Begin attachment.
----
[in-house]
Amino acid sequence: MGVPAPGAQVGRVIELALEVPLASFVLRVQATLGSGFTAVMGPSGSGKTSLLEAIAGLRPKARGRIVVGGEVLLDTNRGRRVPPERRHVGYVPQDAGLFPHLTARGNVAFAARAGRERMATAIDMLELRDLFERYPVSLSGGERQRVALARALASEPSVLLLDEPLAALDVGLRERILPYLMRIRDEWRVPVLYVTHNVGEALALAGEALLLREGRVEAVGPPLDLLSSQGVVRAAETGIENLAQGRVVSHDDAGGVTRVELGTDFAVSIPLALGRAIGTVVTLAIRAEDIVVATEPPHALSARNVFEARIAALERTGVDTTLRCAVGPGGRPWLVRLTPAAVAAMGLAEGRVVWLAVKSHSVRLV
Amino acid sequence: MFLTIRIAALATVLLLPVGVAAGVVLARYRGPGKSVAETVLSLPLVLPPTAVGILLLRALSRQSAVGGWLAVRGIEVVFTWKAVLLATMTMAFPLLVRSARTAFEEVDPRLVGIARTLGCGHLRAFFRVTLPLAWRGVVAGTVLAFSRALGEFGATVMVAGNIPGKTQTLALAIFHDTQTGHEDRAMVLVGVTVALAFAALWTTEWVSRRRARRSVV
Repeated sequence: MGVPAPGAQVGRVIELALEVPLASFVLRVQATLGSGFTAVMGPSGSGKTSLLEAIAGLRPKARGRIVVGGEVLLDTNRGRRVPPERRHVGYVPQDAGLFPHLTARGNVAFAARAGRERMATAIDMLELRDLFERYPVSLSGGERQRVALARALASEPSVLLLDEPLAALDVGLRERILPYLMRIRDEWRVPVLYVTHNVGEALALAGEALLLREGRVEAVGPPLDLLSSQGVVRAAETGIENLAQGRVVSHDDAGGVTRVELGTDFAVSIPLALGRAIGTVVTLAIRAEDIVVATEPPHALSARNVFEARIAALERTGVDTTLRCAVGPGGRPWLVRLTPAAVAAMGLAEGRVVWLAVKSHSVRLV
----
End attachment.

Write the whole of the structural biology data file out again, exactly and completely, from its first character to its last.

[in-house]
Amino acid sequence: MGVPAPGAQVGRVIELALEVPLASFVLRVQATLGSGFTAVMGPSGSGKTSLLEAIAGLRPKARGRIVVGGEVLLDTNRGRRVPPERRHVGYVPQDAGLFPHLTARGNVAFAARAGRERMATAIDMLELRDLFERYPVSLSGGERQRVALARALASEPSVLLLDEPLAALDVGLRERILPYLMRIRDEWRVPVLYVTHNVGEALALAGEALLLREGRVEAVGPPLDLLSSQGVVRAAETGIENLAQGRVVSHDDAGGVTRVELGTDFAVSIPLALGRAIGTVVTLAIRAEDIVVATEPPHALSARNVFEARIAALERTGVDTTLRCAVGPGGRPWLVRLTPAAVAAMGLAEGRVVWLAVKSHSVRLV
Amino acid sequence: MFLTIRIAALATVLLLPVGVAAGVVLARYRGPGKSVAETVLSLPLVLPPTAVGILLLRALSRQSAVGGWLAVRGIEVVFTWKAVLLATMTMAFPLLVRSARTAFEEVDPRLVGIARTLGCGHLRAFFRVTLPLAWRGVVAGTVLAFSRALGEFGATVMVAGNIPGKTQTLALAIFHDTQTGHEDRAMVLVGVTVALAFAALWTTEWVSRRRARRSVV
Repeated sequence: MGVPAPGAQVGRVIELALEVPLASFVLRVQATLGSGFTAVMGPSGSGKTSLLEAIAGLRPKARGRIVVGGEVLLDTNRGRRVPPERRHVGYVPQDAGLFPHLTARGNVAFAARAGRERMATAIDMLELRDLFERYPVSLSGGERQRVALARALASEPSVLLLDEPLAALDVGLRERILPYLMRIRDEWRVPVLYVTHNVGEALALAGEALLLREGRVEAVGPPLDLLSSQGVVRAAETGIENLAQGRVVSHDDAGGVTRVELGTDFAVSIPLALGRAIGTVVTLAIRAEDIVVATEPPHALSARNVFEARIAALERTGVDTTLRCAVGPGGRPWLVRLTPAAVAAMGLAEGRVVWLAVKSHSVRLV